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Techaisle Blog

Insightful research, flexible data, and deep analysis by a global SMB IT Market Research and Industry Analyst organization dedicated to tracking the Future of SMBs and Channels.

Continuously improving IT security is both an SMB challenge and a USD68B opportunity for suppliers

Small and midsized businesses find it challenging to defend their users, applications, and data against external threats. Data from Techaisle’s SMB and Midmarket security research reveals 63% of US SMBs report that they experienced one or more cyberattacks in the last year, contributing to an average of 3.6% of revenue loss attributable to security incidents. For 46% of SMBs, preventing cyber-attacks is one the most pressing and critical IT issues. Yet, 59% of SMBs are very confident that their firms could recover from a cybersecurity incident. Nevertheless, security issues cast a long shadow over SMB IT priorities, especially as firms embrace the benefits of hybrid work, hybrid IT, only to find that their environments become more complex and more challenging to manage and protect. SMBs respond by expanding security budgets – but they lack the staff and expertise to construct effective shields around their organizations. The channel, working with leading-edge products like those from Fortinet, Cisco, Dell Technologies, Palo Alto Networks, has an essential role to play in defending their clients’ SMB businesses against security threats.

The origins of the saying “it’s about the journey, not the destination” may be unclear. Ralph Waldo Emerson, theologian Lynn H. Hough, Canadian rapper Drake, or others may have said the phrase, but its applicability in an IT security context is clear. There is no endpoint at which security is ‘done’; security requires constant updating to stay current with expanding threat vectors.

This requirement for continuously improved IT security is both a challenge and an opportunity for security suppliers.

What is the opportunity?

Techaisle has pegged global SMB security spending in 2023 at $68 billion. However, high IT security spending levels and growth rates mask an underlying sense of confusion concerning safeguarding emerging cloud and hybrid IT environments – and a lack of resources to address this problem. Compounding – or perhaps, causing – the lack of clarity into cloud security issues and the relatively tepid adoption rates for cloud security solutions is that SMB IT operations are under-resourced. Without specialized staff, SMBs cannot keep pace with the constantly changing threat vectors and security options.

The lack of insight by small businesses becomes clear: only 5% have IT security staff. 44% of midmarket firms have an average of three full-time internal security staff, but the demands of a business of this size would exceed a single individual’s bandwidth. The percentages more than double for upper-midmarket firms. Simply put, SMBs lack the bench depth needed to dedicate IT resources to security. Everywhere within the SMB segment, there is a mismatch between available resources and the depth of the skills required to keep pace with security needs.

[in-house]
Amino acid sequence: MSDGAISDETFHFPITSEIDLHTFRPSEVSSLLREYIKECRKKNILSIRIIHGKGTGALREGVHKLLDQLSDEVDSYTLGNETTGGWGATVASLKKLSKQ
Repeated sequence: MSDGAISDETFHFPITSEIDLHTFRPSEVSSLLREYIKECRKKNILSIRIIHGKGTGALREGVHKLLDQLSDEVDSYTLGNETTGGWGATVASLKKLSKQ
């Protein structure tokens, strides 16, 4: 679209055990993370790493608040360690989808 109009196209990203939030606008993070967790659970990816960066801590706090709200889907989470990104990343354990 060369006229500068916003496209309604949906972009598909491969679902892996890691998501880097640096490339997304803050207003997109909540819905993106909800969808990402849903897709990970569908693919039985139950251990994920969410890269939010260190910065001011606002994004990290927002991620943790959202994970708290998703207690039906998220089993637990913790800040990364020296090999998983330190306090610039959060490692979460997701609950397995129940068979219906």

The lack of understanding of a threat associated with a widely-used platform on the one hand, and the lack of IT staff resources available to address security concerns on the other, produces a clear conclusion: SMBs need suppliers to step up to the delivery of secure IT environments.

In many cases, these suppliers will be the mainstream channel partners who supply the SMB’s technology and act as the IT management presence within the SMB’s business. In other cases, including in many midmarket environments, the source of security products and services will be specialized managed security providers who focus tightly on operating SOCs and protecting client environments. In some scenarios, firms will ‘land’ by entering a client account from one of these positions and then ‘expand’ to serve a broader range of IT supply needs – crowding out competitors who can’t address the risk and compliance issues that are central to the CEO’s mandate.

What is the security supplier call to action?

As security suppliers move towards managing SMB security needs, they need to address the pace at which their clients absorb new offerings. Small businesses will not embrace eight new technologies, nor are midmarket firms going to integrate fourteen new solutions into their environments. Even if this were possible from a budget perspective, it would cause chaos in the business.

Instead, suppliers of security services need to co-create a security roadmap with their SMB, which starts with assessing the customers’ executive teams’ tolerance for risk. What absolutely must be secured, and in what order? The security supplier can then identify the solutions that best fit the customer’s immediate and longer-term needs and then deploy, integrate and manage the solutions over time. After all, data shows that 45% of SMBs feel it will be beneficial for them if an external services firm can help define and implementing security policies.